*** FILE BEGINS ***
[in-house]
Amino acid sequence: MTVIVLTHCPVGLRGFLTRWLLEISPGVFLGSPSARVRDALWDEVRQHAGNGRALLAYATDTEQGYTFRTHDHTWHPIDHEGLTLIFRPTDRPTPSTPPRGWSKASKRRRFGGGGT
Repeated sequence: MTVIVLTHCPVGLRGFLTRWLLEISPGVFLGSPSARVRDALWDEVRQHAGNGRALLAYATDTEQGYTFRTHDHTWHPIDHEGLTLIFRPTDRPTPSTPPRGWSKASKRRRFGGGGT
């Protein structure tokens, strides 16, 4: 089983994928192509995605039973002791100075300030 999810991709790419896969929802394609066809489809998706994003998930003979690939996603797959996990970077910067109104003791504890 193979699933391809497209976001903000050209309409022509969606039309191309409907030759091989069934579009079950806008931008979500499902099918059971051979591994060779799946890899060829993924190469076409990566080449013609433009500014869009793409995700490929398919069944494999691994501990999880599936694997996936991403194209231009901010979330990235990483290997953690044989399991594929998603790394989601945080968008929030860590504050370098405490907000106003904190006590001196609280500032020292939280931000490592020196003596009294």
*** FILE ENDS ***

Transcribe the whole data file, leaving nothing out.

[in-house]
Amino acid sequence: MTVIVLTHCPVGLRGFLTRWLLEISPGVFLGSPSARVRDALWDEVRQHAGNGRALLAYATDTEQGYTFRTHDHTWHPIDHEGLTLIFRPTDRPTPSTPPRGWSKASKRRRFGGGGT
Repeated sequence: MTVIVLTHCPVGLRGFLTRWLLEISPGVFLGSPSARVRDALWDEVRQHAGNGRALLAYATDTEQGYTFRTHDHTWHPIDHEGLTLIFRPTDRPTPSTPPRGWSKASKRRRFGGGGT
């Protein structure tokens, strides 16, 4: 089983994928192509995605039973002791100075300030 999810991709790419896969929802394609066809489809998706994003998930003979690939996603797959996990970077910067109104003791504890 193979699933391809497209976001903000050209309409022509969606039309191309409907030759091989069934579009079950806008931008979500499902099918059971051979591994060779799946890899060829993924190469076409990566080449013609433009500014869009793409995700490929398919069944494999691994501990999880599936694997996936991403194209231009901010979330990235990483290997953690044989399991594929998603790394989601945080968008929030860590504050370098405490907000106003904190006590001196609280500032020292939280931000490592020196003596009294």